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Sunil Kumar M

Sunil Kumar

Senior Science & Innovation Adviser

Part of Global Science and Innovation Network

30th July 2014 Bangalore, India

Anti-microbial resistance research at JNCASR

Anti-microbial resistance (AMR) is a huge concern globally and the day when common ailments and minor injuries can kill someone is not far away. The recent WHO report (AMR Global Report on Surveillance) also provides data on the very high rates of resistance in common bacteria such as E.coli, Klebsiella pneumoniae and Staphylococcus aureus. These bacteria are known to cause common health-care associated and community-acquired infections. You may read more about AMR and the workshops that we are hosting in my colleague’s blog.

I recently visited the Jawaharlal Nehru Centre for Advanced Scientific Research in Bangalore to understand the research in AMR that the institute is undertaking. I met Dr. Jayanta Haldar at the Chemical Biology and Medicinal Chemistry Laboratory Group. This group is heavily involved in understanding AMR and creating novel anti-microbial agents for treating infectious disease. Some of their novel work includes developing next generation antibiotics by chemically modifying existing ones such as Vancomycin, penicillin and aminoglycosides. The group also works on synthetic mimics of anti-microbial peptides which can be used as therapeutics.

Jayanta’s group is working on a multipronged approach to combat AMR. He says that it is very important to integrate several disciplines such as organic chemistry and material science with biology to combat infectious diseases, especially considering that AMR can have a significant impact on health of people across the globe. His lab works on fundamental understanding of material-pathogen interaction and development of innovative strategies that will provide solutions in tackling infections. Additionally, the group is also developing nanotechnology based smart drug delivery systems for addressing nonspecific action and toxicity related issues of existing drugs for indications like infectious diseases and cancer.

Recently, Jayanta and his team consisting of Venkateswarlu Yarlagadda, Padma Akkapeddi and Goutham Manjunath developed a novel drug that disrupts the cell membrane of the bacteria unlike conventional drugs such as Vancomycin which stick to the bacterial cell wall and prevent it from growing. The findings were reported in the Journal of Medicinal Chemistry. A patent has also been filed in India, US, Australia, Canada, Europe and South Korea. The group is currently on the lookout for pharma companies who are interested in carrying out clinical trials and marketing the drug. The lab has also filed patents for 6 other inventions in the area of AMR.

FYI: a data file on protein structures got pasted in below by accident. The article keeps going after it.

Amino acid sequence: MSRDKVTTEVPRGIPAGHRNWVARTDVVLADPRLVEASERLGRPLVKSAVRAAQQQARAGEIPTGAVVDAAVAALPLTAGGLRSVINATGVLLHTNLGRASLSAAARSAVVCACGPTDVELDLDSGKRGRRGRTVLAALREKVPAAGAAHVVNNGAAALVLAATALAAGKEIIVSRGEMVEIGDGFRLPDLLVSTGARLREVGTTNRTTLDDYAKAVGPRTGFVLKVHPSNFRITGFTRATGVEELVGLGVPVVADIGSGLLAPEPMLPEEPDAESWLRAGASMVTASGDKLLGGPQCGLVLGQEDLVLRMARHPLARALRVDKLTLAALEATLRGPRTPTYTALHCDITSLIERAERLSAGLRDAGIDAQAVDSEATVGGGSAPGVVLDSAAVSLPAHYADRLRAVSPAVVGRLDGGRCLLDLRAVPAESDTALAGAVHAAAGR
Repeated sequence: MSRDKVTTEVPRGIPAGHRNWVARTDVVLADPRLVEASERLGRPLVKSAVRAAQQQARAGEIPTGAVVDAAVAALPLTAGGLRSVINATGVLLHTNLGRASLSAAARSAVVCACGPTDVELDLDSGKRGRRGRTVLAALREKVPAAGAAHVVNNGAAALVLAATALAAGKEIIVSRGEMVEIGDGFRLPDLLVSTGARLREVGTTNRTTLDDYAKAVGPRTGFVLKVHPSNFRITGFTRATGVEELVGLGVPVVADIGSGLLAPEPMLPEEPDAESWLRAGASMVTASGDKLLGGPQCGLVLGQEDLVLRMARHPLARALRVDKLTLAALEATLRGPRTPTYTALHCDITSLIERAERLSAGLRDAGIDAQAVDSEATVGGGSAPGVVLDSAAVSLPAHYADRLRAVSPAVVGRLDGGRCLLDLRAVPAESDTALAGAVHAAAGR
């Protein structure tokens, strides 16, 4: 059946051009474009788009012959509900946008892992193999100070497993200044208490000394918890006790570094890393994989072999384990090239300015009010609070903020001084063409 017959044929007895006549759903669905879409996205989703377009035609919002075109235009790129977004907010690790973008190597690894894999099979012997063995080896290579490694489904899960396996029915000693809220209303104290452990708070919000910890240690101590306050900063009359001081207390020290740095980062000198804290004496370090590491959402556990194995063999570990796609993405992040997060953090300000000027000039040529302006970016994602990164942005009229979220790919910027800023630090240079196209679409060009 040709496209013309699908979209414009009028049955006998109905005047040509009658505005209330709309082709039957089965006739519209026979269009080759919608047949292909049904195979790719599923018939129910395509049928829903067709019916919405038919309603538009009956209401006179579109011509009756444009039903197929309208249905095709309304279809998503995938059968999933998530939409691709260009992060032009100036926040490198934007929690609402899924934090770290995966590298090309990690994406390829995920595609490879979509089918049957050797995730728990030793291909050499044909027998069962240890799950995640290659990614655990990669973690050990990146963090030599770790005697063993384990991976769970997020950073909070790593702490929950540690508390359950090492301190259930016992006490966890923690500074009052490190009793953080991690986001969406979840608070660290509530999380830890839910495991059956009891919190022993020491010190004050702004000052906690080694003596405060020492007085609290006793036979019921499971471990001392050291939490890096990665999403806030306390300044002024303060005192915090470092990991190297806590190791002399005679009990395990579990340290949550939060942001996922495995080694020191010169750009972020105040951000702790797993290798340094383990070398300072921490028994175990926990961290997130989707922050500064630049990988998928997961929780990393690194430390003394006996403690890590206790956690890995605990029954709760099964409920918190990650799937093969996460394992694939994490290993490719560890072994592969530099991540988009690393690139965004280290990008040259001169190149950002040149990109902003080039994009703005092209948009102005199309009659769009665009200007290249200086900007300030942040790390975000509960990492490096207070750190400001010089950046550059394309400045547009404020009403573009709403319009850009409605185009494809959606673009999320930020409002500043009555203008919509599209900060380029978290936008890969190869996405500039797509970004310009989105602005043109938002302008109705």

The group is also developing an unique biodegradable polymer based material that have anti-microbial activity. These can be used for biomedical applications such as coating the inside walls of a hospital to prevent spread of hospital acquired infections.

This year one of the focus areas of the UK Science and Innovation Network in India is to build collaborations between UK and India in the area of anti-microbial resistance. We are hosting a couple of workshops in India on this issue. You can read more about it here. If you are working on AMR and Drug Discovery, please drop a line to me or my colleague Sheryl. We are keen to hear more about it.

2 comments on “Anti-microbial resistance research at JNCASR

  1. Dear Sunil

    I read your Blog on AMR recently (Swati Saxena highlighted this to me) with great interest. I work as a Research Leader at The Institute of Food Research in Norwich and have interest in a number of AMR related projects including antimicrobial peptides (bacteriocins), phage and phage derived products for targeting gut pathogens and am looking for potential Indian partners for possile joint funding applications.


    Arja Narbad

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About Sunil Kumar

Sunil leads on developing research collaborations in Advanced Engineering, Information and Communication Technologies and space. He has varied interests ranging from aerospace, environmental sciences, media to life-sciences. He has a…

Sunil leads on developing research collaborations in Advanced Engineering, Information and Communication Technologies and space. He has varied interests ranging from aerospace, environmental sciences, media to life-sciences. He has a MSc in Environmental Science and diplomas in Environmental Law and Mass Communication. Sunil has a work experience of 17 years. He started his career working on ant ecology at Indian Institute of Science. Later he worked on areas such as conservation practices, protected areas and water pollution at the Centre for Environment Education. He also worked as a journalist at Deccan Herald writing on science and environment. Sunil has also worked on knowledge management with an IT company. Prior to joining the Science and Innovation Network, Sunil worked with UK Trade and Investment as a lead officer for the aerospace sector. Sunil has authored two books and more than 200 popular articles.

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